Test-Driven Development With FHIR
February 15, 2016 7 Comments
The following post is written by my colleague Peter Jordan – who was the HL7 New Zealand representative at the January Working Group Meeting in Orlando.
While preparing for, and participating in, the recent FHIR Connectathon 11 held in Orlando, Florida, yet another benefit of FHIR’s implementer-friendly philosophy became apparent to me – the ability to facilitate Test-Driven Development (TDD).
TDD has been defined as “a software development process that relies on the repetition of a very short development cycle: first the developer writes an (initially failing) automated test case that defines a desired improvement or new function, then produces the minimum amount of code to pass that test, and finally refactors the new code to acceptable standards.” Dating back to 2003, TDD is now considered by many developers to represent the state of their art – shining some much-needed light on the darkness might be another way of looking at it!
Having decided to register for the Terminology Services Track to put a nascent Terminology Server, built for my client Patients First Ltd, through its paces, I was able to locate a series of Test ValueSets and load them onto my Server before jetting to Orlando with test client in hand. The FHIR community had saved me the trouble of creating these resources myself and, for a bonus point, given me the benefit of refinements made in previous Connectathons, plus a list of the Operations to be executed against these artefacts – all clearly described, with examples galore, in the Terminology Service Section of the FHIR Specification.
Although many developers’ adoption of TDD is restricted to Unit Testing, it is actually applicable to any form of testing that can be injected into an agile-based project with iterative development cycles – including interoperability and conformance testing. Furthermore, it still allows the professional tester to be a developer’s best friend so, with this thought in mind, my first Connectathon task was to locate the representatives of Healthcare Information Exchange (HIE) compliance testing specialists, AEGIS .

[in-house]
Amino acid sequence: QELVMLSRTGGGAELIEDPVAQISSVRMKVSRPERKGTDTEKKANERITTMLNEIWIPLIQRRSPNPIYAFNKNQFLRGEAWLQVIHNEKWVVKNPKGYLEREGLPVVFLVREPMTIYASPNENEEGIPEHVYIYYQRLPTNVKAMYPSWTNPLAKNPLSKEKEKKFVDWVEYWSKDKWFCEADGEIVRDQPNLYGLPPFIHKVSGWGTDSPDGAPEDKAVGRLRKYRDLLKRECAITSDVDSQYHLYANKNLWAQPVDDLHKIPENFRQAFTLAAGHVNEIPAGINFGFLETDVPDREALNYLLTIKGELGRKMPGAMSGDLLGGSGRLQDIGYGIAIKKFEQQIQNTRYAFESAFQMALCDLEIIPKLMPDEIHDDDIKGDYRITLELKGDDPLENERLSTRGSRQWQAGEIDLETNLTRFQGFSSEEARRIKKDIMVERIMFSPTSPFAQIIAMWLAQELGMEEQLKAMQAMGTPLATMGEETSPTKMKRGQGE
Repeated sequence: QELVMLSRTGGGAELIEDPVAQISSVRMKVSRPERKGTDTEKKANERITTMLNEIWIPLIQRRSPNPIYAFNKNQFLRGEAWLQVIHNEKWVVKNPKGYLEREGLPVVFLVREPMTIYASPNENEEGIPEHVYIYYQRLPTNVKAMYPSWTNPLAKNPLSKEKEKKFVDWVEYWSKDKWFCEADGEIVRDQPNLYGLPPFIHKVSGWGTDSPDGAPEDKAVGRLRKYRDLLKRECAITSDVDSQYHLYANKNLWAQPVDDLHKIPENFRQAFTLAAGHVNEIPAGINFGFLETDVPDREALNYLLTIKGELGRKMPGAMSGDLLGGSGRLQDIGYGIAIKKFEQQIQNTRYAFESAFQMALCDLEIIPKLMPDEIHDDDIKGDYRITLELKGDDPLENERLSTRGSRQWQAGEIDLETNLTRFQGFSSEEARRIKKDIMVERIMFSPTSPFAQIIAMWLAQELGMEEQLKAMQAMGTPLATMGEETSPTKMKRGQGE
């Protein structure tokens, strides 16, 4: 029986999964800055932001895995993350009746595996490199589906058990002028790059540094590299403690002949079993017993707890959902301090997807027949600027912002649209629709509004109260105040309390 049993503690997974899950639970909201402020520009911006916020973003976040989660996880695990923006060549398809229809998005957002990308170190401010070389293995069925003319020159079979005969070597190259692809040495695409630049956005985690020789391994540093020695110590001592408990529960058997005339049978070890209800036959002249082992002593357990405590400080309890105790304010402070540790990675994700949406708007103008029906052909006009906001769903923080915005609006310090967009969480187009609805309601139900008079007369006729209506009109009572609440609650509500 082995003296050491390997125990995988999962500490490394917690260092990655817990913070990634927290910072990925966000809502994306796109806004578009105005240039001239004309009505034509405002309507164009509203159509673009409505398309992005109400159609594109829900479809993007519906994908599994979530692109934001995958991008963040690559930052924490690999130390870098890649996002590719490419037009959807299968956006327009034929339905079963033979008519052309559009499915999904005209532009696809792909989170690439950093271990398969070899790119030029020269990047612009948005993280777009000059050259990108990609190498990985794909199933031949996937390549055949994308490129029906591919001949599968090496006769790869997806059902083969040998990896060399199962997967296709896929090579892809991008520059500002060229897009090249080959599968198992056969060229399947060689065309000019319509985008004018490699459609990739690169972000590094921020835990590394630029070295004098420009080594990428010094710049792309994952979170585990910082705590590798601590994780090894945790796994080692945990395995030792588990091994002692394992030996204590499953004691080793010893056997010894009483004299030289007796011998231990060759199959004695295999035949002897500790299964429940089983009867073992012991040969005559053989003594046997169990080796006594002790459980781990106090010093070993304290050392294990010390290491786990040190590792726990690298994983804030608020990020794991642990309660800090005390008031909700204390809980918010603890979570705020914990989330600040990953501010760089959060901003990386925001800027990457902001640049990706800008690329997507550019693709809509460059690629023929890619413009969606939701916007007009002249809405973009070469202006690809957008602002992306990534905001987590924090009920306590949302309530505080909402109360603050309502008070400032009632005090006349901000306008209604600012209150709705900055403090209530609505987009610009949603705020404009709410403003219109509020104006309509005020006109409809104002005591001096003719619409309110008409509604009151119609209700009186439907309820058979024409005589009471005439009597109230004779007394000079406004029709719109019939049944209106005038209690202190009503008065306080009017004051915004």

Our relatively tall ships had collided on previous nights although, on this occasion, my smartphone overrode my body clock informing me that it was morning! Anyway, re-introductions over, I immediately posed the question…”I’d like to test my Terminology Server – what have you got for me” and received an instant response…the Touchstone Test Platform (Touchstone).
To precise the description that followed, this cloud-based tool provides highly-granular, professional-level, automated on-line testing with detailed reporting on both warnings and errors – using a set of pre-supplied test scripts and resources (covering, of course, all the Connectathon scenarios). “Sounds perfect, quick driving lesson please!” was my next request.
To their great credit, AEGIS was able to set up my account, provide a quick user tutorial and respond to issues (including one tiny glitch with a test script) throughout the day. In a room packed with over 120 participants, this was no mean feat! In the course the day, the Touchstone application threw both good and bad data at my server, highlighting a number of issues and weaknesses that necessitated three server upgrades. Post-Connectathon, from faraway New Zealand, I’ve continued to use Touchstone to re-run the full suite of tests after every published QA release of my Server and passed on suggestions and resources for additional tests. Like FHIR itself, this process is inclusive, engaging, productive and fun!
The tool itself is pretty easy to use with a pleasing user interface; the screenshot below gives a small flavour of “Touchstone Nirvana” – the tests all pass…
Now…most developers do not like to broadcast failures, and I’m no exception…but suffice to say there were more than a few on the day! However, I am happy to share a warning that details my various sins against the text element of a ValueSet.
Realistically, developers need to park their egos before logging into Touchstone: this Tool exposes your bugs and omissions – and that’s a good thing, right? It throws various combinations of good and bad data at a server, and demands that it be treated appropriately – strictly according to the specification. Generally speaking, developers write tests to prove that their software works – so-called “happy path” testing, whereas Touchstone place an equal, and compensating, importance on negative testing and – in all instances – supplies highly granular evidence to support its assertions, including full details of each request and response.
While any explanation of the inner workings of this wonderful tool is best left to its developers, one key aspect worth mentioning is the internal use of a FHIR Resource designed to aid its very purpose – the Testscript Resource. This Resource specifies a suite of tests against a FHIR server implementation to determine compliance against the FHIR specification. In other words, FHIR supplies a resource to test implementations – in a standardised way.
My parting thought is that FHIR’s almost native facilitation of the modern development methodology of TDD may well become one of its key value propositions. It also has the potential to close the HIE standards implementation “loop” by providing both standardisation and transparency to conformance testing processes. Adapting a fashionable FHIR slogan…“Build-Test-FHIR-Repeat”.